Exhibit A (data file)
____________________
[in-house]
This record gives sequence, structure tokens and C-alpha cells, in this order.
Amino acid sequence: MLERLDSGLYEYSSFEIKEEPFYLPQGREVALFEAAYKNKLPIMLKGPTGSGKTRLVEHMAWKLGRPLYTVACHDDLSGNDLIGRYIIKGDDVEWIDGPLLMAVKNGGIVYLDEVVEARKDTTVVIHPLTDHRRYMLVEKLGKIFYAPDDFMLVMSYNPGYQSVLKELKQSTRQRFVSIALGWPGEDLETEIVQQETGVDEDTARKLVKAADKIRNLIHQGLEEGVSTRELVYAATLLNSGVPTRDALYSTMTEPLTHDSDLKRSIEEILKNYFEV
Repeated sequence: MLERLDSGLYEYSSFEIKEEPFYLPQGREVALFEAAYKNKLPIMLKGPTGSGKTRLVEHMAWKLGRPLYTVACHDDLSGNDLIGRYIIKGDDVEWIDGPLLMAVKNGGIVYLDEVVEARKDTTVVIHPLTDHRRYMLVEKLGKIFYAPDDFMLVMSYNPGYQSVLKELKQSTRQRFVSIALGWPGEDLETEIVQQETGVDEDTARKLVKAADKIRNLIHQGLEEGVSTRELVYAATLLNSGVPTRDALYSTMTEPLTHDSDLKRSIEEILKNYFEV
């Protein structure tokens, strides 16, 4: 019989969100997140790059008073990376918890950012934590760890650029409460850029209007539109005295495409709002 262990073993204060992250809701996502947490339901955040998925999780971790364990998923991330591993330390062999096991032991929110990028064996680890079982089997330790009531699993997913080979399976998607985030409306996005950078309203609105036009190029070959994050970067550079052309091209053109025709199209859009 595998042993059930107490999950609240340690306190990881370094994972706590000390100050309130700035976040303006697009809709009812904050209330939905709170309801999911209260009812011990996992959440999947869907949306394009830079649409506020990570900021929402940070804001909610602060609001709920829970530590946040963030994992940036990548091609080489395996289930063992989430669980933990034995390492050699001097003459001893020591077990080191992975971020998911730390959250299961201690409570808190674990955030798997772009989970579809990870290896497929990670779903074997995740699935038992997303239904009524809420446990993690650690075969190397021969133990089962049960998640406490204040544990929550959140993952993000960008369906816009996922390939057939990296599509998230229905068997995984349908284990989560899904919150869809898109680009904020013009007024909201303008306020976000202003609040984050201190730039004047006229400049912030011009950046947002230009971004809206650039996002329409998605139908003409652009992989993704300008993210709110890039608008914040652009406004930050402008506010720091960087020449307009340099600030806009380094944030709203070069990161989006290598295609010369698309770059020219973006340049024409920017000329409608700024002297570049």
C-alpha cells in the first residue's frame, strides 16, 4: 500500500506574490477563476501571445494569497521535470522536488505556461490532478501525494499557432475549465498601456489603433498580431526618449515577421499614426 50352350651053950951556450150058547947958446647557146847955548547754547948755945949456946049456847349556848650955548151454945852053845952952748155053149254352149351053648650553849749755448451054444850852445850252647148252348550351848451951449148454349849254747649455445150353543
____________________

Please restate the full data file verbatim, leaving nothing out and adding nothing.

[in-house]
This record gives sequence, structure tokens and C-alpha cells, in this order.
Amino acid sequence: MLERLDSGLYEYSSFEIKEEPFYLPQGREVALFEAAYKNKLPIMLKGPTGSGKTRLVEHMAWKLGRPLYTVACHDDLSGNDLIGRYIIKGDDVEWIDGPLLMAVKNGGIVYLDEVVEARKDTTVVIHPLTDHRRYMLVEKLGKIFYAPDDFMLVMSYNPGYQSVLKELKQSTRQRFVSIALGWPGEDLETEIVQQETGVDEDTARKLVKAADKIRNLIHQGLEEGVSTRELVYAATLLNSGVPTRDALYSTMTEPLTHDSDLKRSIEEILKNYFEV
Repeated sequence: MLERLDSGLYEYSSFEIKEEPFYLPQGREVALFEAAYKNKLPIMLKGPTGSGKTRLVEHMAWKLGRPLYTVACHDDLSGNDLIGRYIIKGDDVEWIDGPLLMAVKNGGIVYLDEVVEARKDTTVVIHPLTDHRRYMLVEKLGKIFYAPDDFMLVMSYNPGYQSVLKELKQSTRQRFVSIALGWPGEDLETEIVQQETGVDEDTARKLVKAADKIRNLIHQGLEEGVSTRELVYAATLLNSGVPTRDALYSTMTEPLTHDSDLKRSIEEILKNYFEV
């Protein structure tokens, strides 16, 4: 019989969100997140790059008073990376918890950012934590760890650029409460850029209007539109005295495409709002 262990073993204060992250809701996502947490339901955040998925999780971790364990998923991330591993330390062999096991032991929110990028064996680890079982089997330790009531699993997913080979399976998607985030409306996005950078309203609105036009190029070959994050970067550079052309091209053109025709199209859009 595998042993059930107490999950609240340690306190990881370094994972706590000390100050309130700035976040303006697009809709009812904050209330939905709170309801999911209260009812011990996992959440999947869907949306394009830079649409506020990570900021929402940070804001909610602060609001709920829970530590946040963030994992940036990548091609080489395996289930063992989430669980933990034995390492050699001097003459001893020591077990080191992975971020998911730390959250299961201690409570808190674990955030798997772009989970579809990870290896497929990670779903074997995740699935038992997303239904009524809420446990993690650690075969190397021969133990089962049960998640406490204040544990929550959140993952993000960008369906816009996922390939057939990296599509998230229905068997995984349908284990989560899904919150869809898109680009904020013009007024909201303008306020976000202003609040984050201190730039004047006229400049912030011009950046947002230009971004809206650039996002329409998605139908003409652009992989993704300008993210709110890039608008914040652009406004930050402008506010720091960087020449307009340099600030806009380094944030709203070069990161989006290598295609010369698309770059020219973006340049024409920017000329409608700024002297570049």
C-alpha cells in the first residue's frame, strides 16, 4: 500500500506574490477563476501571445494569497521535470522536488505556461490532478501525494499557432475549465498601456489603433498580431526618449515577421499614426 50352350651053950951556450150058547947958446647557146847955548547754547948755945949456946049456847349556848650955548151454945852053845952952748155053149254352149351053648650553849749755448451054444850852445850252647148252348550351848451951449148454349849254747649455445150353543